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HDFS >> mail # user >> Sizing help


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Steve Ed 2011-10-21, 21:40
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Rita 2011-11-07, 10:58
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Ted Dunning 2011-11-07, 22:06
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Rita 2011-11-08, 00:34
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Ted Dunning 2011-11-08, 00:53
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Rita 2011-11-08, 12:32
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Ted Dunning 2011-11-08, 12:38
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Matt Foley 2011-11-11, 09:57
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Koji Noguchi 2011-11-11, 17:26
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Ted Dunning 2011-11-11, 17:49
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Steve Ed 2011-11-11, 17:59
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Matt Foley 2011-11-11, 18:15
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Todd Lipcon 2011-11-11, 18:37
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Re: Sizing help
Todd is correct.  The capability to recognize repaired disks and
re-incorporate them is not available in the current implementation of  disk
fail-in-place.  So the datanode service does need to be restarted, at which
point it will re-join the cluster automatically, with all its working disks.

On Fri, Nov 11, 2011 at 10:37 AM, Todd Lipcon <[EMAIL PROTECTED]> wrote:

> On Fri, Nov 11, 2011 at 10:15 AM, Matt Foley <[EMAIL PROTECTED]>
> wrote:
> > Nope; hot swap :-)
>
> AFAIK you can't re-add the marked-dead disk to the DN, can you?
>
> But yea, you can hot-swap the disk, then kick the DN process, which
> should take less than 10 minutes. That means the NN won't ever notice
> it's down, and you won't incur any replication costs.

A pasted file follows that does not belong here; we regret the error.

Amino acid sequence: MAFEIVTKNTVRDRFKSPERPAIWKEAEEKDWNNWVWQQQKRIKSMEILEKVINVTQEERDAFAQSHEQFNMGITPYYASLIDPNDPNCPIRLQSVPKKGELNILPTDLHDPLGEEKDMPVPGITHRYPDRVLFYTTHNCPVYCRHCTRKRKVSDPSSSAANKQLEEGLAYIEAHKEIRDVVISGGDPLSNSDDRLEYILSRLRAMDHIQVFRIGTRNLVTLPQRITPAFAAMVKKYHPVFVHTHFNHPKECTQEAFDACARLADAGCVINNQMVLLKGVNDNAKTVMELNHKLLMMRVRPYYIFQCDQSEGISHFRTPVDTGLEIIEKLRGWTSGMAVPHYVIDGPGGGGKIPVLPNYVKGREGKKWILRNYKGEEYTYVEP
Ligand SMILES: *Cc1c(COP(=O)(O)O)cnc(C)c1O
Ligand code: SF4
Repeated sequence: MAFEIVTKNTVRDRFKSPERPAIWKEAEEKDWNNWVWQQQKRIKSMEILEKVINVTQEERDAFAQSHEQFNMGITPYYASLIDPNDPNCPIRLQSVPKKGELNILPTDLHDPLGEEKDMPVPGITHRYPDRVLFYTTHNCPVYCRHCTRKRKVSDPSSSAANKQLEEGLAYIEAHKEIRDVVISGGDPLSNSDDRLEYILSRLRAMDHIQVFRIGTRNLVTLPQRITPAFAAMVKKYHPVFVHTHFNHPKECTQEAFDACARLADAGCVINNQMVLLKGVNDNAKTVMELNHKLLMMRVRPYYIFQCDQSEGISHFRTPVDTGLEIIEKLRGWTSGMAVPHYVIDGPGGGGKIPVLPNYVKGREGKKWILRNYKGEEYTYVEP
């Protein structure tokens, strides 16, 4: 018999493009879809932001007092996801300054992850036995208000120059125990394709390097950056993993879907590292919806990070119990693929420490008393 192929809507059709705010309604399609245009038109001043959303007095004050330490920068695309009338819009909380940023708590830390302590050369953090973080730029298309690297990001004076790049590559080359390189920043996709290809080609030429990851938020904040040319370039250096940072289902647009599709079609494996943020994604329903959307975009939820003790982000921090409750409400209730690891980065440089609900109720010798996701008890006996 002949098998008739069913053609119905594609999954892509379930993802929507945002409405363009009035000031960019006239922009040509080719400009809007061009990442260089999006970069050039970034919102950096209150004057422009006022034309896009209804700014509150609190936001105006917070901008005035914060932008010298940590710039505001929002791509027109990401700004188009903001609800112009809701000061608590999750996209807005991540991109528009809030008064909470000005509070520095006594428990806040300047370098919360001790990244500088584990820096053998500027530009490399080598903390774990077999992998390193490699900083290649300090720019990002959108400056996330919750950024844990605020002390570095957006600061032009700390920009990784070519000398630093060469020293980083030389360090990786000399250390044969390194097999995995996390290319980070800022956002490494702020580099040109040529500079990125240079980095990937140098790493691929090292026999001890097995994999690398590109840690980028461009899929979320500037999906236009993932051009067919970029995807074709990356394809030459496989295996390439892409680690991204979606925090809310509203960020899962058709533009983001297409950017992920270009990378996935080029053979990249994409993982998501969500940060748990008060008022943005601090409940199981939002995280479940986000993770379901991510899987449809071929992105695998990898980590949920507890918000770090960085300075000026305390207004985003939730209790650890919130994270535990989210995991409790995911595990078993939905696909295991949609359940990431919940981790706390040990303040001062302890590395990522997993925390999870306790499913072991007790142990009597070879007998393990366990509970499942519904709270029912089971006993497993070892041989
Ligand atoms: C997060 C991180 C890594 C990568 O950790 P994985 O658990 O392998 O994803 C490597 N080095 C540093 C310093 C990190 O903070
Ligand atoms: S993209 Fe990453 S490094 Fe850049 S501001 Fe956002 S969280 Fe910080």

>
> -Todd
>
> >
> > On Nov 11, 2011, at 9:59 AM, Steve Ed <[EMAIL PROTECTED]> wrote:
> >
> > I understand that with 0.20.204, loss of a disk doesn’t  loss the node.
> But
> > if we have to replace that lost disk, its again scheduling the whole node
> > down, kicking replication
> >
> >
> >
> > From: Matt Foley [mailto:[EMAIL PROTECTED]]
> > Sent: Friday, November 11, 2011 1:58 AM
> > To: [EMAIL PROTECTED]
> > Subject: Re: Sizing help
> >
> >
> >
> > I agree with Ted's argument that 3x replication is way better than 2x.
>  But
> > I do have to point out that, since 0.20.204, the loss of a disk no longer
> > causes the loss of a whole node (thankfully!) unless it's the system
> disk.
> >  So in the example given, if you estimate a disk failure every 2 hours,
> each
> > node only has to re-replicate about 2GB of data, not 12GB.  So about
> 1-in-72
> > such failures risks data loss, rather than 1-in-12.  Which is still
> > unacceptable, so use 3x replication! :-)
> >
> > --Matt
> >
> > On Mon, Nov 7, 2011 at 4:53 PM, Ted Dunning <[EMAIL PROTECTED]>
> wrote:
> >
> > 3x replication has two effects.  One is reliability.  This is probably
> more
> > important in large clusters than small.
> >
> >
> >
> > Another important effect is data locality during map-reduce.  Having 3x
> > replication allows mappers to have almost all invocations read from local
> > disk.  2x replication compromises this.  Even where you don't have local
> > data, the bandwidth available to read from 3x replicated data is 1.5x the
> > bandwidth available for 2x replication.
> >
> >
> >
> > To get a rough feel for how reliable you should consider a cluster, you
> can
> > do a pretty simple computation.  If you have 12 x 2T on a single machine
> and
> > you lose that machine, the remaining copies of that data must be
> replicated
> > before another disk fails.  With HDFS and block-level replication, the
> > remaining copies will be spread across the entire cluster to any disk
> > failure is reasonably like to cause data loss.  For a 1000 node cluster
> with
> > 12000 disks, it is conservative to estimate a disk failure on average
> every
> > 2 hours.  Each node will have replicate about 12GB of data which will
> take
> > about 500 seconds or about 9 or 10 minutes if you only use 25% of your
> > network for re-replication.  The probability of a disk failure  during a
> 10
> > minute period is 1-exp(-10/120) = 8%.  This means that roughly 1 in 12
> full
> > machine failures might cause data loss.   You can pick whatever you like
> for
> > the rate at which nodes die, but I don't think that this is acceptable.
> >
> >
> >
> > My numbers for disk failures are purposely somewhat pessimistic.  If you
> > change the MTBF for disks to 10 years instead of 3 years, then the
> > probability of data loss after a machine failure drops, but only to about
> > 2.5%.
> >
> >
> >
> > Now, I would be the first to say that these numbers feel too high, but I
> > also would rather not experience enough data loss events to have a
> reliable
> > gut feel for how often they should occur.
> >
> >
> >
> > My feeling is that 2x is fine for data you can reconstruct and which you
> > don't need to read really fast, but not good enough for data whose loss
NEW: Monitor These Apps!
elasticsearch, apache solr, apache hbase, hadoop, redis, casssandra, amazon cloudwatch, mysql, memcached, apache kafka, apache zookeeper, apache storm, ubuntu, centOS, red hat, debian, puppet labs, java, senseiDB